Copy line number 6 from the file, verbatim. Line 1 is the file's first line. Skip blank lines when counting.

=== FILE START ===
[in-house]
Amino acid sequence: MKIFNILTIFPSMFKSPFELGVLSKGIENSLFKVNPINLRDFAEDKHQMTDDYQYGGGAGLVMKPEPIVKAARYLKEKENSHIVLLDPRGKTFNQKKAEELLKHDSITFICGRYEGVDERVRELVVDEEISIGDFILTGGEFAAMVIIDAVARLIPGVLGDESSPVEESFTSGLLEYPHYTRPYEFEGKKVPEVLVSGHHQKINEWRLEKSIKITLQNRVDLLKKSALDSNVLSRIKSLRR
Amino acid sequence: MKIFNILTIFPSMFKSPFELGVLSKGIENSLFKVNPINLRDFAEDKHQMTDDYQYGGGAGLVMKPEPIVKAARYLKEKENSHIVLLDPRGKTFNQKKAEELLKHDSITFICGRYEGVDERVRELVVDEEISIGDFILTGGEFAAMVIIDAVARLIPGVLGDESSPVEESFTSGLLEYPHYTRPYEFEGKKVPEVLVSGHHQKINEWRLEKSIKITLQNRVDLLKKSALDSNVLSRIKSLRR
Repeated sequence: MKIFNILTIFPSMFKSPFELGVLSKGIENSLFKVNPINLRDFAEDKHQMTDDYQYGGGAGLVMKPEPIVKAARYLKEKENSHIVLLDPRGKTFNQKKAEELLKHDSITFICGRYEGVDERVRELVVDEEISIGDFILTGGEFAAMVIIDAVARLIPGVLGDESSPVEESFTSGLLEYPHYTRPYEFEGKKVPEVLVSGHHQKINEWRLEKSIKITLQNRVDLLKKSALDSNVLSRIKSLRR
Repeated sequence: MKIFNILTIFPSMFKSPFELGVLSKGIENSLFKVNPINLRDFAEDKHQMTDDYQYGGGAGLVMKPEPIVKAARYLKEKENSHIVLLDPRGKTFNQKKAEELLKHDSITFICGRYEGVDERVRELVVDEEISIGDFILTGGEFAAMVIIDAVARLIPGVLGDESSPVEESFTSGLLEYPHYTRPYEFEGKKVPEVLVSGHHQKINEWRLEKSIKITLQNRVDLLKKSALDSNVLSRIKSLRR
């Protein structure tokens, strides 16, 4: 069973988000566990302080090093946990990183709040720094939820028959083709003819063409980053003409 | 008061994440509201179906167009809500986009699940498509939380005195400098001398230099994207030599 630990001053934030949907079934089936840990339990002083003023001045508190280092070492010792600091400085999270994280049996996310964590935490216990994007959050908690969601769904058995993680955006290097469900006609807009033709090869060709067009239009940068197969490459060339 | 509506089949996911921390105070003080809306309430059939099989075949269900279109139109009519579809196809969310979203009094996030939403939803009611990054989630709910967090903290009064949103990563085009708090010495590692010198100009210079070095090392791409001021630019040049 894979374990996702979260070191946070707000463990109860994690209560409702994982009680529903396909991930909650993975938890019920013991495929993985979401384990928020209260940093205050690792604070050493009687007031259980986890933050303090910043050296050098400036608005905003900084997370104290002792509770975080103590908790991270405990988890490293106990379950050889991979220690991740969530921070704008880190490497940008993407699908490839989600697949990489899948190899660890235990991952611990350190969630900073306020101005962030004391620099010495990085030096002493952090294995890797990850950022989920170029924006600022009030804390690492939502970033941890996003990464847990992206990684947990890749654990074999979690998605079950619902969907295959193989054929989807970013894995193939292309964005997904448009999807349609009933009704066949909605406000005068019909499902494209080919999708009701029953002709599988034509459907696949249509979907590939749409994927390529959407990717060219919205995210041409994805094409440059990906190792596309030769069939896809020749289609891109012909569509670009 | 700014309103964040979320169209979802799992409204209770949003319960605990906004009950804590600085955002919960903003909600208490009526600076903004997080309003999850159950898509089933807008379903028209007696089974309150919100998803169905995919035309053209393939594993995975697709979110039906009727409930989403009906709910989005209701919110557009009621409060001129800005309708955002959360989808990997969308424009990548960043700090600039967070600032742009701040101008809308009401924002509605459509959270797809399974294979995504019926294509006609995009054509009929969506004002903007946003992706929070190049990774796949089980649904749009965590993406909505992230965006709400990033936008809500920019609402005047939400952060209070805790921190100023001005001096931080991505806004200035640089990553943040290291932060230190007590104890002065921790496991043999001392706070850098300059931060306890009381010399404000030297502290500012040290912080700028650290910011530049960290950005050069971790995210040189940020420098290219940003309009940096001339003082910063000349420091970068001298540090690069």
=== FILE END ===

């Protein structure tokens, strides 16, 4: 069973988000566990302080090093946990990183709040720094939820028959083709003819063409980053003409 | 008061994440509201179906167009809500986009699940498509939380005195400098001398230099994207030599 630990001053934030949907079934089936840990339990002083003023001045508190280092070492010792600091400085999270994280049996996310964590935490216990994007959050908690969601769904058995993680955006290097469900006609807009033709090869060709067009239009940068197969490459060339 | 509506089949996911921390105070003080809306309430059939099989075949269900279109139109009519579809196809969310979203009094996030939403939803009611990054989630709910967090903290009064949103990563085009708090010495590692010198100009210079070095090392791409001021630019040049 894979374990996702979260070191946070707000463990109860994690209560409702994982009680529903396909991930909650993975938890019920013991495929993985979401384990928020209260940093205050690792604070050493009687007031259980986890933050303090910043050296050098400036608005905003900084997370104290002792509770975080103590908790991270405990988890490293106990379950050889991979220690991740969530921070704008880190490497940008993407699908490839989600697949990489899948190899660890235990991952611990350190969630900073306020101005962030004391620099010495990085030096002493952090294995890797990850950022989920170029924006600022009030804390690492939502970033941890996003990464847990992206990684947990890749654990074999979690998605079950619902969907295959193989054929989807970013894995193939292309964005997904448009999807349609009933009704066949909605406000005068019909499902494209080919999708009701029953002709599988034509459907696949249509979907590939749409994927390529959407990717060219919205995210041409994805094409440059990906190792596309030769069939896809020749289609891109012909569509670009 | 700014309103964040979320169209979802799992409204209770949003319960605990906004009950804590600085955002919960903003909600208490009526600076903004997080309003999850159950898509089933807008379903028209007696089974309150919100998803169905995919035309053209393939594993995975697709979110039906009727409930989403009906709910989005209701919110557009009621409060001129800005309708955002959360989808990997969308424009990548960043700090600039967070600032742009701040101008809308009401924002509605459509959270797809399974294979995504019926294509006609995009054509009929969506004002903007946003992706929070190049990774796949089980649904749009965590993406909505992230965006709400990033936008809500920019609402005047939400952060209070805790921190100023001005001096931080991505806004200035640089990553943040290291932060230190007590104890002065921790496991043999001392706070850098300059931060306890009381010399404000030297502290500012040290912080700028650290910011530049960290950005050069971790995210040189940020420098290219940003309009940096001339003082910063000349420091970068001298540090690069």